Welcome to Lee’s gardening advice for September written by local resident and keen gardener, Lee Stevenson (aka An English Gardener in Çalış).
Despite it nearing the end of summer – and hopefully the constant heat, gardens still need regular watering and tidying to keep them looking at their best and to make sure harvests fulfil their potential.
The best helper in your garden at this time of the year is also probably one you don’t enjoy the company of …
Yes, that mostly yellow, stripy buzzing bug that likes nothing better than a family barbecue with friends – he’s actually looking for a sugary drink or even a piece of meat.
Apart from gatecrashing barbecues, the wasp will happily eat greenflies, caterpillars and other garden pests.
Several species of wasps are parasites of garden pests, some of which are so diminutive they are like pin heads.
The majority of larger wasps which have a stinger are solitary and cause no upset to humans.
However when we mention wasps we almost always think of the common wasp which, at this time of the year, is a bit more of a nuisance. This is to do with the life cycle of the wasp.
Common wasps live socially like bees but, unlike honey bees, they haven’t evolved a way of storing food to allow the colony to survive the winter. In fact the only survivors are the young, fertilised queens who hibernate over winter. They emerge in spring to build little walnut sized nests where they lay around 20 eggs.
The queen feeds the resulting larvae until around May, when they mature and become workers. Then she focuses on more egg-laying and the workers get on with feeding them, enlarging the nest as they go along. By this time of year the nest has grown to around 40cm in diameter, often larger, and that nest can contain up to 10,000 wasps!
Then in late August and September a dramatic change takes place. The queen quits her egg laying (except a few that will go on to be future queens and males to fertilise them) and no longer releases the pheromone that causes workers to work.
Basically these workers are made redundant and are left jobless and disoriented. Now with fewer larvae to feed they become uncontrollably and insatiably hungry.
And that is why they pester us in their search for food. Towards the end of their brief lives, their hunger drives them to search for easy sugar at exactly the time we are most likely to be using our gardens and outdoor spaces, enjoying sugary drinks and eating sweet food and ripe fruit, favourites of the wasp. The timing couldn’t be better for them or worse for us.
So why are those who panic and try to swat them away more likely to be stung than those who remain calm? Well the problem is that these redundant workers have there own pheromone which helps protect the nest from attack so when you swat that annoying wasp it feels under attack and a rallying cry will go out. Suddenly it all kicks off and lots more wasps will start arriving in aggressive ‘red-mist’ mode, fired up and ready to defend their nest. This is why the best advice is to stay calm.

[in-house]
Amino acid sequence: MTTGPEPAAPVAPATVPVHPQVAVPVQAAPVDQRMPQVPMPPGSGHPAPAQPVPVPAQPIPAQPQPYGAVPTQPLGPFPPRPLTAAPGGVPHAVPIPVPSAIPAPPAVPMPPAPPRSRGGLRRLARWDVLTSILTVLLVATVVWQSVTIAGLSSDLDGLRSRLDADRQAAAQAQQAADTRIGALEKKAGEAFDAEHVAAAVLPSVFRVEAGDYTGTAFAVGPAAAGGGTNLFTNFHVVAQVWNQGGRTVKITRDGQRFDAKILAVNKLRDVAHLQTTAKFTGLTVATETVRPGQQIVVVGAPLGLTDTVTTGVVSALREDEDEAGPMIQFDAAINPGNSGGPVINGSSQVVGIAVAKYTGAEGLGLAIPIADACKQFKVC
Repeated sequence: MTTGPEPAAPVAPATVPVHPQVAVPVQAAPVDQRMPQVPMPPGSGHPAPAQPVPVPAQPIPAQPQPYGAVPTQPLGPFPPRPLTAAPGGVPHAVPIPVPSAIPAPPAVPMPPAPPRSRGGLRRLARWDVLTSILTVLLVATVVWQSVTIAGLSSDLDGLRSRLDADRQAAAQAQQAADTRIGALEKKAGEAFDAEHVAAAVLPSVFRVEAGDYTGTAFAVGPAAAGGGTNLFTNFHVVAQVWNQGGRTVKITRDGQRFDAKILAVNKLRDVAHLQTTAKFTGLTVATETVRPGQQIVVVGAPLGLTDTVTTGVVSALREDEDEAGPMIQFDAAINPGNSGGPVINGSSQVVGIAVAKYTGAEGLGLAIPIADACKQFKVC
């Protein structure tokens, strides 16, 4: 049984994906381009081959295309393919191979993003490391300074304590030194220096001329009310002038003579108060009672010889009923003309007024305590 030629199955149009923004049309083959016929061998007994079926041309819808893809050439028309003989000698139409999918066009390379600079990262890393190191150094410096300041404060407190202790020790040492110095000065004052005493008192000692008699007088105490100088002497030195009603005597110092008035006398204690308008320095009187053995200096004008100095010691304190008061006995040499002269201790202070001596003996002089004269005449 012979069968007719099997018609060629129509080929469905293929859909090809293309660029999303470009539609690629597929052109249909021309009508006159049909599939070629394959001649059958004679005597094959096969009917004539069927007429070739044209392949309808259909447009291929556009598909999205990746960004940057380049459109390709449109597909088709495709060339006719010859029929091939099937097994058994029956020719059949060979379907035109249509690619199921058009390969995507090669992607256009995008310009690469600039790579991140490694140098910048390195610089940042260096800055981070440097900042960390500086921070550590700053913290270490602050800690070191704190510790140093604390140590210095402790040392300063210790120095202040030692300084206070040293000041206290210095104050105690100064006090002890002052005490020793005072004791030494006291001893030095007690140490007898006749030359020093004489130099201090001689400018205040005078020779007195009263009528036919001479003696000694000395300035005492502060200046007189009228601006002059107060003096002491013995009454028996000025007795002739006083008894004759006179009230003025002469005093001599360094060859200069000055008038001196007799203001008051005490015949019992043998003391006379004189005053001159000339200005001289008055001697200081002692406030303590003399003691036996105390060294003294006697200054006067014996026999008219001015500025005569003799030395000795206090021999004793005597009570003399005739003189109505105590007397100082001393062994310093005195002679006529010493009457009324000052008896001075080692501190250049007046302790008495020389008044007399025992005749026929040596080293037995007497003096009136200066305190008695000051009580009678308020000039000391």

Think of it this way, from May the wasp has been working its (stripy) socks off helping to keep things nice on planet earth. Now its going to die so why not give it a break, save your swats, put a bowl of sugary drink (not EFES) somewhere out of your way and let it go out on a nice sugar rush. At the very least, don’t kill it.
The end of summer flowers
It’s not just the life of the wasp that is coming to an end, so are summer flowers so it’s a good time to save some seeds for next year.
Cosmo, sunflowers, zinnia and all sorts of flowers are fairly straightforward to save seeds from. If you’ve never done it before, here’s how you do it.
- Remove a dried seed head and place it in a paper envelope, somewhere dry and out of sunlight.
- Leave until early spring and then, using your hands, gently rub the seeds from the dried flower head and lightly cover with soil.
- Put in a place that gets at least 4 hours daylight and keep moist. Within 2 weeks you will see green leaves appearing. One of the benefits of growing cosmo and zinnia is that they tend to self-seed where they are grown and you can have plants appearing year after year.
Its not only flower seeds you can harvest at this time of year. Seeds from courgette (zucchini), marrow, sweet corn, tomato’s, beans and peas are easy to save.
Try to keep seeds in paper envelopes to avoid sweating as the moisture will make the seeds unusable. You can even have a go at growing seeds harvested from vegetables purchased at the markets.
I’m currently trying to grow four different types of tomatoes. I’ll be growing them in pots so I can move them to the sunniest spot in the garden. When growing tomatoes, I recommend growing cherry (mini) ones as the bigger ones are freely available at the markets and its good to grow something different. Of the ones I’m growing, one is a striped tomato called Tigerello and another, blue bayou, is a small blue (off black) colour.
Hot chilli eating competition
Do remember the Hot Chilli eating competition I ran last year? Yes, I’m planning to do it again towards the end of September, venue TBC, so if your interested in watching others suffer or even think you can handle the ‘heat’ keep an eye out on Fethiye Times and An English Gardener in Calis for details.
That’s it for this month, Happy Gardening all.
Just before I go…
Which vegetable is always cold? …A Chilli.
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